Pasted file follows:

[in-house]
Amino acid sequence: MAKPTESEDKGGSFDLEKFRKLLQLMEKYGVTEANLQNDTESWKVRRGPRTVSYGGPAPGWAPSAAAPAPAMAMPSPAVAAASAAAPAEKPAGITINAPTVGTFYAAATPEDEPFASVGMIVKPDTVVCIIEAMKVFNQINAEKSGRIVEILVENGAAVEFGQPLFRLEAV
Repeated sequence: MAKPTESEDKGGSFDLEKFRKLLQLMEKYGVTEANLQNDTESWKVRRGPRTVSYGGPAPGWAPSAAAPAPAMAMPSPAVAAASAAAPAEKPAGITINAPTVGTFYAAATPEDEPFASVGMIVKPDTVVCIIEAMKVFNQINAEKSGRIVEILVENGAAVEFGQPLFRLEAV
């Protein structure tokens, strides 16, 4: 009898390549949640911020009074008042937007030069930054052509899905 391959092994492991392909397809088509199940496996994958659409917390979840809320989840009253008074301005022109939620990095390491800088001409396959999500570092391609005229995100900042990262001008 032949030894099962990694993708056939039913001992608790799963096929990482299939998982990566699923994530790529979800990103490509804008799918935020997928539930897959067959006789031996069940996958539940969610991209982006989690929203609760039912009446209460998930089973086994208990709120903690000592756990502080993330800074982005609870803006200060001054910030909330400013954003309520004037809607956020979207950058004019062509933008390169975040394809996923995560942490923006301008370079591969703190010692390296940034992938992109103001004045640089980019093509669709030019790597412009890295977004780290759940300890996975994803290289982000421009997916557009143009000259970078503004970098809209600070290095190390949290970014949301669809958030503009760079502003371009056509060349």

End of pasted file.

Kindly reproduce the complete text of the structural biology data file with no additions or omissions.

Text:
[in-house]
Amino acid sequence: MAKPTESEDKGGSFDLEKFRKLLQLMEKYGVTEANLQNDTESWKVRRGPRTVSYGGPAPGWAPSAAAPAPAMAMPSPAVAAASAAAPAEKPAGITINAPTVGTFYAAATPEDEPFASVGMIVKPDTVVCIIEAMKVFNQINAEKSGRIVEILVENGAAVEFGQPLFRLEAV
Repeated sequence: MAKPTESEDKGGSFDLEKFRKLLQLMEKYGVTEANLQNDTESWKVRRGPRTVSYGGPAPGWAPSAAAPAPAMAMPSPAVAAASAAAPAEKPAGITINAPTVGTFYAAATPEDEPFASVGMIVKPDTVVCIIEAMKVFNQINAEKSGRIVEILVENGAAVEFGQPLFRLEAV
């Protein structure tokens, strides 16, 4: 009898390549949640911020009074008042937007030069930054052509899905 391959092994492991392909397809088509199940496996994958659409917390979840809320989840009253008074301005022109939620990095390491800088001409396959999500570092391609005229995100900042990262001008 032949030894099962990694993708056939039913001992608790799963096929990482299939998982990566699923994530790529979800990103490509804008799918935020997928539930897959067959006789031996069940996958539940969610991209982006989690929203609760039912009446209460998930089973086994208990709120903690000592756990502080993330800074982005609870803006200060001054910030909330400013954003309520004037809607956020979207950058004019062509933008390169975040394809996923995560942490923006301008370079591969703190010692390296940034992938992109103001004045640089980019093509669709030019790597412009890295977004780290759940300890996975994803290289982000421009997916557009143009000259970078503004970098809209600070290095190390949290970014949301669809958030503009760079502003371009056509060349």